Ramdha definitely sees through to the heart of her although, unfortunately, the X-B's ability to communicate that is "disordered" in that she speaks in reference to a core text that no one else gets.
I'll own that I have a suspicious mind when it comes to television series narratives. I had several theories that were disproved here.
One was that Soji and Dahj weren't actually each other's twins. That was disproved when Soji reached out to her mother to check on Dahj.
(Her mother's lies and ability to knock her out are a far more complicated theory but basically, I think her mom is an A.I. holographic handler.)
Another theory was that we are not actually seeing synchronized timelines, that what was happening on The Artifact happened before or after Picard's mission launch.
That was disproved by Narissa. She connects Picard's timeline (specifically the events immediately following his visit to Admiral Clancy) to Narek and Soji.
Ah well, I'm rarely able to out-think a show but what I enjoy most about the series is that it makes me think in the first place.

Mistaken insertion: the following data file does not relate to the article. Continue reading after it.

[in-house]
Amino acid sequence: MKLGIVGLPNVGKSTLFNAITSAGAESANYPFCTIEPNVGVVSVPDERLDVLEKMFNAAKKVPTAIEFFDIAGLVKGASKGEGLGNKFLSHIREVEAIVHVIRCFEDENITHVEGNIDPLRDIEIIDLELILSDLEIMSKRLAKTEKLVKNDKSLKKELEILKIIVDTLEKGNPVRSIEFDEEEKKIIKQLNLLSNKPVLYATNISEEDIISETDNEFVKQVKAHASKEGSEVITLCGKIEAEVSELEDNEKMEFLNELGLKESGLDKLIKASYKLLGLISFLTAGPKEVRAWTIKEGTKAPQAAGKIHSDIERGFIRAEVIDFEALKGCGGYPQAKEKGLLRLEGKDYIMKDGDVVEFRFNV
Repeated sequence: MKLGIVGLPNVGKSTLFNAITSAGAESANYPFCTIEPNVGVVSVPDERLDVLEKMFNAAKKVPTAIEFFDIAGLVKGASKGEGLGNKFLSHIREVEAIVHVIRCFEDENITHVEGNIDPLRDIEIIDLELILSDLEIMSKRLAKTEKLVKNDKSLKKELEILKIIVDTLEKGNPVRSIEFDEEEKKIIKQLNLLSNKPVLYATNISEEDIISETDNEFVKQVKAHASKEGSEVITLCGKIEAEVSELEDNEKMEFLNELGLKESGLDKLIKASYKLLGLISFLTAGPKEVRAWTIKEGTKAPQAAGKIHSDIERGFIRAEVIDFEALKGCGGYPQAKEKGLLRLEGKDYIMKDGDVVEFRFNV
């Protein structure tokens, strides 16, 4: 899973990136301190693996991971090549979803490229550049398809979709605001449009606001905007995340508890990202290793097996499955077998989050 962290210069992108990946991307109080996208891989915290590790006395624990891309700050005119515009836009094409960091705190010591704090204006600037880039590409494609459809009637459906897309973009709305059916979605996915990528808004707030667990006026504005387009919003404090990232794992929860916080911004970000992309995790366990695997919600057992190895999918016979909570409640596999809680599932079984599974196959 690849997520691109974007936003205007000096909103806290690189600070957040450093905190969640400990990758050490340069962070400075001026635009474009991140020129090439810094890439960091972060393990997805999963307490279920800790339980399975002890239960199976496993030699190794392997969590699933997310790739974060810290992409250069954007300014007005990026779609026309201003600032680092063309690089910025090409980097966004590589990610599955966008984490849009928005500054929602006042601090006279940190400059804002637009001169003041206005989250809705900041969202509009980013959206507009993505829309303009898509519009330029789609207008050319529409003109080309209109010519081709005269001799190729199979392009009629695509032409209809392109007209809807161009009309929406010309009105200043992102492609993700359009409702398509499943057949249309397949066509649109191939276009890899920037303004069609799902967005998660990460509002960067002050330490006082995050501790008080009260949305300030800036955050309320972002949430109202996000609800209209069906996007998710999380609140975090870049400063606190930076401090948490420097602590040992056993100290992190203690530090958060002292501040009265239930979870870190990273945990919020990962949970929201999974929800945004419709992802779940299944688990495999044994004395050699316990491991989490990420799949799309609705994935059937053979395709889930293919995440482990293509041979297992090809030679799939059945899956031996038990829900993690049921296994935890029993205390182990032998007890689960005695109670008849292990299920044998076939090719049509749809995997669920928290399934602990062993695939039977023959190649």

Going back to the Data connection, mysteries abound in the series and the game is well afoot now.
It's well worth it to rewatch Star Trek: Picard online because the juxtaposition of Soji and Ramdha's meeting and Picard interrogation of the Zhat Vash operative actually impresses even more on a second watching.
We have some learning to do!
What/where is Freecloud?
What exactly has Raffi been doing for fourteen years besides smoking snakeleaf and wallow that she knows pilots with unregistered starships?
Finally, and this may be just me, but I still cannot see how ANYONE would fall for Narek's romantic approach.
Please, please, please let Soji be playing him.
Either that or she activates on both him and Narissa and takes some of the overt melodrama out of the equation.
What's on your wishlist as the show starts to hit its stride?
I'll admit that I'll miss Laris and Zhaban now that Picard's left the chateau. I'm assuming they won't be showing the harvest.
Which mystery has you most "engage"d? (See what I did there?)
And we sure would appreciate a follow of our new Twitter account as we work to rebuild our audience!
Diana Keng is a staff writer for TV Fanatic. Follow her on Twitter.